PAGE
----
Dissertation

Fulfilling the promise: financing education for nontraditional students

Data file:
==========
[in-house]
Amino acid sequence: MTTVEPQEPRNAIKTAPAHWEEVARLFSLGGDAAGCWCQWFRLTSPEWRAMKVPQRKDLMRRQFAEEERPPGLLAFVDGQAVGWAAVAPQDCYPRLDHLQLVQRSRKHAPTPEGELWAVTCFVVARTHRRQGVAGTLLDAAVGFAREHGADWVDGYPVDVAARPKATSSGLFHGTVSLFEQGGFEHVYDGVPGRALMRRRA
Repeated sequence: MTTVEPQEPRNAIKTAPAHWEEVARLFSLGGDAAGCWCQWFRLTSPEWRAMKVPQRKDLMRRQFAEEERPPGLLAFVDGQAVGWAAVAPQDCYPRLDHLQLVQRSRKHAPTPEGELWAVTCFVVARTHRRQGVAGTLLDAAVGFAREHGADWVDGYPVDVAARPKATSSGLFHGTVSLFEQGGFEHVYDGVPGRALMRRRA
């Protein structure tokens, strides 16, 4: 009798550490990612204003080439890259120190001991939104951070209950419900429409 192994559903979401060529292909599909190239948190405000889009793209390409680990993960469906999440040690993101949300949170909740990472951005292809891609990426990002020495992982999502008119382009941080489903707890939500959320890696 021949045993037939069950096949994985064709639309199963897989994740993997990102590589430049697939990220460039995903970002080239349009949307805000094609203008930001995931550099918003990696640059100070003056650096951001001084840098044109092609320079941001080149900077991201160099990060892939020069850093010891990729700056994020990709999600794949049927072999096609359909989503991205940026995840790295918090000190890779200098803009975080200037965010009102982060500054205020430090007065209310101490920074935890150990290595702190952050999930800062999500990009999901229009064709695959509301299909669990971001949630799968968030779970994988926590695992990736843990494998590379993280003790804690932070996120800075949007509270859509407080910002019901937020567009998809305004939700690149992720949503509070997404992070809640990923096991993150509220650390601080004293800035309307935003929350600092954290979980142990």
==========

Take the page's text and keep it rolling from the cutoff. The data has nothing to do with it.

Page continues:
This study sought to capture a broad understanding of how federal financial aid is distributed among nontraditional and traditional students enrolled in public community colleges and how federal financial aid contributes to their educational success. The study analyzed data for approximately 3,940 nontraditional students and 2,060 traditional students who began their postsecondary education in public community colleges and applied for federal financial aid. The study used descriptive statistics to provide context on the access and use of federal financial aid among nontraditional and traditional students within their first, second, and third years; it also used six multinomial logistic regressions to measure the effects financial aid had on their persistence and completion within their first, second, and third years while controlling for extraneous factors. The study used multiple imputation to handle missing data for six variables of interest and propensity score covariate adjustments to account for endogeneity bias associated with estimating the effects of financial aid on student success. The results of the descriptive statistics suggested that among those who applied for federal aid, nontraditional students were generally more likely to receive federal financial aid and received more in aid on average than their traditional peers after the first year of enrollment. More specifically, nontraditional students tended to receive more on average in federal loans, while traditional students tended to receive more on average in federal grants across their first, second, and third years. Additionally, the study found that Pell Grants, subsidized loans, and unsubsidized loans were significant predictors for persistence and completion within the first, second, and third years among nontraditional and traditional students. The effects varied substantially by year, but federal financial aid generally had a greater positive effect on persistence and completion for nontraditional students (10% and 9%, respectively) than for traditional students (6% and -1%, respectively) collectively across three years. The findings from the study reveal opportunities for changes in federal financial aid policy and community college institutional practices. Improving access to federal financial aid may serve to increase the attainment rates of nontraditional students enrolled in public community colleges. As nontraditional students form the majority enrollment in these institutions, it is paramount that steps are taken to increase their success

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